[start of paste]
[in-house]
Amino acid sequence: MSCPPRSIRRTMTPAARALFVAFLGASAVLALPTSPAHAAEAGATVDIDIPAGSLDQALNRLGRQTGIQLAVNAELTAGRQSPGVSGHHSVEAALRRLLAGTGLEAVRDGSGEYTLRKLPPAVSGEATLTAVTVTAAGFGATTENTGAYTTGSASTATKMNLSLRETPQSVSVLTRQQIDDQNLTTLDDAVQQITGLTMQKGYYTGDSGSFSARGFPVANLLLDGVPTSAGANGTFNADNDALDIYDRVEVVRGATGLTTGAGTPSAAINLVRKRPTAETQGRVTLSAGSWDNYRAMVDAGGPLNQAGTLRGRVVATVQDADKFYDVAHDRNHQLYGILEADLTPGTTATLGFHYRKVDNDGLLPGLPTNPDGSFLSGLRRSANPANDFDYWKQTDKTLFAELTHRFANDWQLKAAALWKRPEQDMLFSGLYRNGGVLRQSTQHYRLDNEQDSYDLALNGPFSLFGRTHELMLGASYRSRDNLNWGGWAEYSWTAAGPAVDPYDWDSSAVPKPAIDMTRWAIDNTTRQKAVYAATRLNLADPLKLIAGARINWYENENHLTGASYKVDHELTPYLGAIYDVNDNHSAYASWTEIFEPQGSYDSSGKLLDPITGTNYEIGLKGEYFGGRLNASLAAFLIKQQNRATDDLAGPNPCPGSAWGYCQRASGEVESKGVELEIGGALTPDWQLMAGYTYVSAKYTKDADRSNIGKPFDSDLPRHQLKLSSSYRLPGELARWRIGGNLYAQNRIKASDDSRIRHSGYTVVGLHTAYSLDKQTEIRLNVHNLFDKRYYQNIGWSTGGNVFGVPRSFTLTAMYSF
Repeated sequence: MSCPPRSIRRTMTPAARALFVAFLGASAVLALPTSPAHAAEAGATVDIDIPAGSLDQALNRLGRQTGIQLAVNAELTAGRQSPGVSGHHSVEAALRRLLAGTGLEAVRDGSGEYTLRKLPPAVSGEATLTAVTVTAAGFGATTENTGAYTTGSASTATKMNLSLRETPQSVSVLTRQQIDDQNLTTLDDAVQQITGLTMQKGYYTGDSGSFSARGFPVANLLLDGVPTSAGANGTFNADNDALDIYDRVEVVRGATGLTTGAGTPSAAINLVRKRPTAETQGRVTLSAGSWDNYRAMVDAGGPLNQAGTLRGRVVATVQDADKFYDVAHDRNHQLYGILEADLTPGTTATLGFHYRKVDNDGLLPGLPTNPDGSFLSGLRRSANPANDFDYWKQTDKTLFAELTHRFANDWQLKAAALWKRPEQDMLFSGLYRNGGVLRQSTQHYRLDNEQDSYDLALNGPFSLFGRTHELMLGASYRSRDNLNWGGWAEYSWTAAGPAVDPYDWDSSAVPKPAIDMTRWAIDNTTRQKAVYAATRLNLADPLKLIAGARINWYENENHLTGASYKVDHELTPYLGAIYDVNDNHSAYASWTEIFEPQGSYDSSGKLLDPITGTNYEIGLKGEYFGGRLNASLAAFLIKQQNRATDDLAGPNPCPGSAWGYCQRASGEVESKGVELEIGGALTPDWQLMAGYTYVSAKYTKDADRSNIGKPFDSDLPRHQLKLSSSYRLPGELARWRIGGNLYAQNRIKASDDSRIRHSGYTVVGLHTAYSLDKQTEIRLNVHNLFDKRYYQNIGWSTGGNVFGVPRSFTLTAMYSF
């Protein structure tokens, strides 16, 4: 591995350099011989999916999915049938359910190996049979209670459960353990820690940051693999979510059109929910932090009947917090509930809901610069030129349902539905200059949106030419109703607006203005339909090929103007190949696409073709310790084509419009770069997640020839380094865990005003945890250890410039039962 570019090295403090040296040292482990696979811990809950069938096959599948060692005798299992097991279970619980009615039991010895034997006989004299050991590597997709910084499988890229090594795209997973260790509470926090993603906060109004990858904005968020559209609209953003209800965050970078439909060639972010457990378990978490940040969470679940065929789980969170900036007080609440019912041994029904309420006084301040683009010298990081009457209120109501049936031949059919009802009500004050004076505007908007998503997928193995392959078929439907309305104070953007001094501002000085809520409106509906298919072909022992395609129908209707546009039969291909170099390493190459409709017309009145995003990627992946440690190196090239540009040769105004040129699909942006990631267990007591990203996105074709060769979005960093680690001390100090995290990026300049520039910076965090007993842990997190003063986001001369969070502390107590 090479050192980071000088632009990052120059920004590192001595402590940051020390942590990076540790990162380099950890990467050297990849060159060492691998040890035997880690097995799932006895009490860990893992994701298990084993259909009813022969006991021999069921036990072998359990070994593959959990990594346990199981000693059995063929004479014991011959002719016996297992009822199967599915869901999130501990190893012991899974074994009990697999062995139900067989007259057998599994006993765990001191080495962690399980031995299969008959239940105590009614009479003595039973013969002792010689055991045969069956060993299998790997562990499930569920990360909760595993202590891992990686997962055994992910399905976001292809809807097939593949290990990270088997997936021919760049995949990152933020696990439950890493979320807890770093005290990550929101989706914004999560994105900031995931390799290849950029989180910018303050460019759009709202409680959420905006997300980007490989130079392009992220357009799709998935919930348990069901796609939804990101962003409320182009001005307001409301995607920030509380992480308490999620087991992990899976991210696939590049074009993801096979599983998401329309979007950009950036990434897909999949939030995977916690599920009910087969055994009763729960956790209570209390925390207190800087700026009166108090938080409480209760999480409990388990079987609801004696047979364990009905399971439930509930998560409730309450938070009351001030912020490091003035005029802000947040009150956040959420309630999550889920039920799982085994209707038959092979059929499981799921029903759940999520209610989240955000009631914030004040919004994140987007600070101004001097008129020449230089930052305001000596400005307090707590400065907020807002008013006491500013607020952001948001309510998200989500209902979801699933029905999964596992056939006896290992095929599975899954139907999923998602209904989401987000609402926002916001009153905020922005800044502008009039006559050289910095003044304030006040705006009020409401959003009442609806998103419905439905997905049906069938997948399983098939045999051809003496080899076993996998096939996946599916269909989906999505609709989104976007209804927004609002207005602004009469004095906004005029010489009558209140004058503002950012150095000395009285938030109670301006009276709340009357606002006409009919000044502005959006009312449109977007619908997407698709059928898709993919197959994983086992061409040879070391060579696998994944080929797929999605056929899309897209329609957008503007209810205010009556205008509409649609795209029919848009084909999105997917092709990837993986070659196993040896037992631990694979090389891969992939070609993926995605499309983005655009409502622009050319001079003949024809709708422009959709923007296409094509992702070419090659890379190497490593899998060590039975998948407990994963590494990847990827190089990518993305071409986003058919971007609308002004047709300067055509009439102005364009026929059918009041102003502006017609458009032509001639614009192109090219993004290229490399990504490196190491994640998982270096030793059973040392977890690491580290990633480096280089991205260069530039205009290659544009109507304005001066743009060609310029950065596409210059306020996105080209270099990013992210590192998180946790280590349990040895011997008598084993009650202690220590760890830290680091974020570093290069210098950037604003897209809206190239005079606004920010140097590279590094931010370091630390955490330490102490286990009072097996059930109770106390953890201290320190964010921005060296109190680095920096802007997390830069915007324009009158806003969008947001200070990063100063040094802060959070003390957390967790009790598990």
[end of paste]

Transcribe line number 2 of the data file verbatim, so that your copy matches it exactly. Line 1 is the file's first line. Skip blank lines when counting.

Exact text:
Amino acid sequence: MSCPPRSIRRTMTPAARALFVAFLGASAVLALPTSPAHAAEAGATVDIDIPAGSLDQALNRLGRQTGIQLAVNAELTAGRQSPGVSGHHSVEAALRRLLAGTGLEAVRDGSGEYTLRKLPPAVSGEATLTAVTVTAAGFGATTENTGAYTTGSASTATKMNLSLRETPQSVSVLTRQQIDDQNLTTLDDAVQQITGLTMQKGYYTGDSGSFSARGFPVANLLLDGVPTSAGANGTFNADNDALDIYDRVEVVRGATGLTTGAGTPSAAINLVRKRPTAETQGRVTLSAGSWDNYRAMVDAGGPLNQAGTLRGRVVATVQDADKFYDVAHDRNHQLYGILEADLTPGTTATLGFHYRKVDNDGLLPGLPTNPDGSFLSGLRRSANPANDFDYWKQTDKTLFAELTHRFANDWQLKAAALWKRPEQDMLFSGLYRNGGVLRQSTQHYRLDNEQDSYDLALNGPFSLFGRTHELMLGASYRSRDNLNWGGWAEYSWTAAGPAVDPYDWDSSAVPKPAIDMTRWAIDNTTRQKAVYAATRLNLADPLKLIAGARINWYENENHLTGASYKVDHELTPYLGAIYDVNDNHSAYASWTEIFEPQGSYDSSGKLLDPITGTNYEIGLKGEYFGGRLNASLAAFLIKQQNRATDDLAGPNPCPGSAWGYCQRASGEVESKGVELEIGGALTPDWQLMAGYTYVSAKYTKDADRSNIGKPFDSDLPRHQLKLSSSYRLPGELARWRIGGNLYAQNRIKASDDSRIRHSGYTVVGLHTAYSLDKQTEIRLNVHNLFDKRYYQNIGWSTGGNVFGVPRSFTLTAMYSF